The living space of a typical house in the Dallas-Fort Worth area was 1,828 square feet, the 10th largest median home size in the nation. Most metro areas with the most spacious homes are relatively sparsely populated — perhaps freeing space for larger construction projects. Less 4,000 people lived in a square mile in Dallas in 2010, among the lower population densities. By contrast, the average metro area had 6,321 people per square mile. High incomes also likely explain the area’s large homes. A typical area household earned $57,398 last year, versus the national median household income of $52,250. This figure was also third highest among the 25 metro areas in Texas.

9. Austin-Round Rock, Texas
> Median square feet: 1,837
> Median estimated price: $207,000 (57th highest)
> Median household income: $61,750 (32nd highest)
> Unemployment rate: 4.0%

As in several other areas in Texas, Austin area residents seem to prefer larger homes compared to most Americans. A typical house in the region contained 1,837 square feet of living space. The median price of $207,000, however, was on the high end. The area is home to some of the state’s wealthiest and most well-educated residents. A typical household brought in $61,750 last year, the second-highest figure in for a metro area the state. Also, 41.5% of adults had attained at least a bachelor’s degree as of last year, one of the highest rates nationwide and the highest rate in Texas. The unemployment rate was also well below the national unemployment rate, at just 4.0%.

8. Fort Collins, CO
> Median square feet: 1,851
> Median estimated price: $272,000 (29th highest)
> Median household income: $59,052 (50th highest)
> Unemployment rate: 3.0%

The large homes in Fort Collins reflect the area’s prosperity. Just 3.0% of the area’s workforce was unemployed in October, far below the national rate. Area residents were also well-educated, with 43.3% having attained at least a bachelor’s degree as of 2013. The strong economy and well-educated populace helped raise incomes in the area, which in turn may have afforded residents the luxury of larger homes. A median home was quite spacious, with more than 1,850 square feet. Fort Collins’s was relatively sparsely populated, at just 2,712 residents per square mile in 2010. By comparison the average metro area had 6,321 people per square mile.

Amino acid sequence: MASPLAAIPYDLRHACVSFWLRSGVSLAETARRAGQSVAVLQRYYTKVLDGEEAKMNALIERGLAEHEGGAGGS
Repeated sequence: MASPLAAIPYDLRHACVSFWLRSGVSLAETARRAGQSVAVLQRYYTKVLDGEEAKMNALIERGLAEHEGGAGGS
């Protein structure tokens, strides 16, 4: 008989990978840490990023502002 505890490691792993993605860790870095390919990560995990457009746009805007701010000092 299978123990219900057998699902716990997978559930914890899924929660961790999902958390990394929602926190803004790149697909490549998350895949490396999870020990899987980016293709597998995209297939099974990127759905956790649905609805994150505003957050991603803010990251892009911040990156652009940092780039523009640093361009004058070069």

7. Greeley, CO
> Median square feet: 1,854
> Median estimated price: $224,000 (44th highest)
> Median household income: $58,611 (54th highest)
> Unemployment rate: 3.6%

Greeley had just 2,212 residents per square mile in 2010, one of the lower densities reviewed. Being a less crowded community may have helped encourage residents to build larger homes. Area homes were not only large, but also relatively expensive. The median home price in Greeley as of this past November was $224,000, among the higher values for a large metro area. Greeley’s home prices have increased at a faster rate than homes across the nation over the last five years. Residents were also relatively wealthy in 2013, with a household median income of $58,611.

For the rest of the list, please go to 24/7WallStreet.com.

Your browser, Internet Explorer 8 or below, is out of date. It has known security flaws and may not display all features of this and other websites.

Learn how to update your browser